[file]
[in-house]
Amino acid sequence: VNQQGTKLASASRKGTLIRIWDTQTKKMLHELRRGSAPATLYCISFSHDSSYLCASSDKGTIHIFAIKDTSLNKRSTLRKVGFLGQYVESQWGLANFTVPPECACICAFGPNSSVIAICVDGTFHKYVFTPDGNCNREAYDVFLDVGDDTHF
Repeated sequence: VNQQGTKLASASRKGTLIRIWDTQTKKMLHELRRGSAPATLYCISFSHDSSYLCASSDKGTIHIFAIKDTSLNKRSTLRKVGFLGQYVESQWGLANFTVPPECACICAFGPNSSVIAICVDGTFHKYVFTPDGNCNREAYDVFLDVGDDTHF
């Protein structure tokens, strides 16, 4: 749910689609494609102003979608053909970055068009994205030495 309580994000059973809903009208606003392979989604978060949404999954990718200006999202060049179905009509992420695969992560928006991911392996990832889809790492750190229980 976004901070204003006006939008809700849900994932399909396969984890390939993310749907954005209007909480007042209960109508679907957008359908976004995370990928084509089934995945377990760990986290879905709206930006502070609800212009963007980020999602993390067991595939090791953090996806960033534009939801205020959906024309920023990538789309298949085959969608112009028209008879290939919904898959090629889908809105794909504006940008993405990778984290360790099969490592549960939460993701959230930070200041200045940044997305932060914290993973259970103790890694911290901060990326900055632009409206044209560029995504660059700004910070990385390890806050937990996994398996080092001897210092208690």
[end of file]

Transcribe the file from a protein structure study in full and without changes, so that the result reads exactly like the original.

[in-house]
Amino acid sequence: VNQQGTKLASASRKGTLIRIWDTQTKKMLHELRRGSAPATLYCISFSHDSSYLCASSDKGTIHIFAIKDTSLNKRSTLRKVGFLGQYVESQWGLANFTVPPECACICAFGPNSSVIAICVDGTFHKYVFTPDGNCNREAYDVFLDVGDDTHF
Repeated sequence: VNQQGTKLASASRKGTLIRIWDTQTKKMLHELRRGSAPATLYCISFSHDSSYLCASSDKGTIHIFAIKDTSLNKRSTLRKVGFLGQYVESQWGLANFTVPPECACICAFGPNSSVIAICVDGTFHKYVFTPDGNCNREAYDVFLDVGDDTHF
């Protein structure tokens, strides 16, 4: 749910689609494609102003979608053909970055068009994205030495 309580994000059973809903009208606003392979989604978060949404999954990718200006999202060049179905009509992420695969992560928006991911392996990832889809790492750190229980 976004901070204003006006939008809700849900994932399909396969984890390939993310749907954005209007909480007042209960109508679907957008359908976004995370990928084509089934995945377990760990986290879905709206930006502070609800212009963007980020999602993390067991595939090791953090996806960033534009939801205020959906024309920023990538789309298949085959969608112009028209008879290939919904898959090629889908809105794909504006940008993405990778984290360790099969490592549960939460993701959230930070200041200045940044997305932060914290993973259970103790890694911290901060990326900055632009409206044209560029995504660059700004910070990385390890806050937990996994398996080092001897210092208690």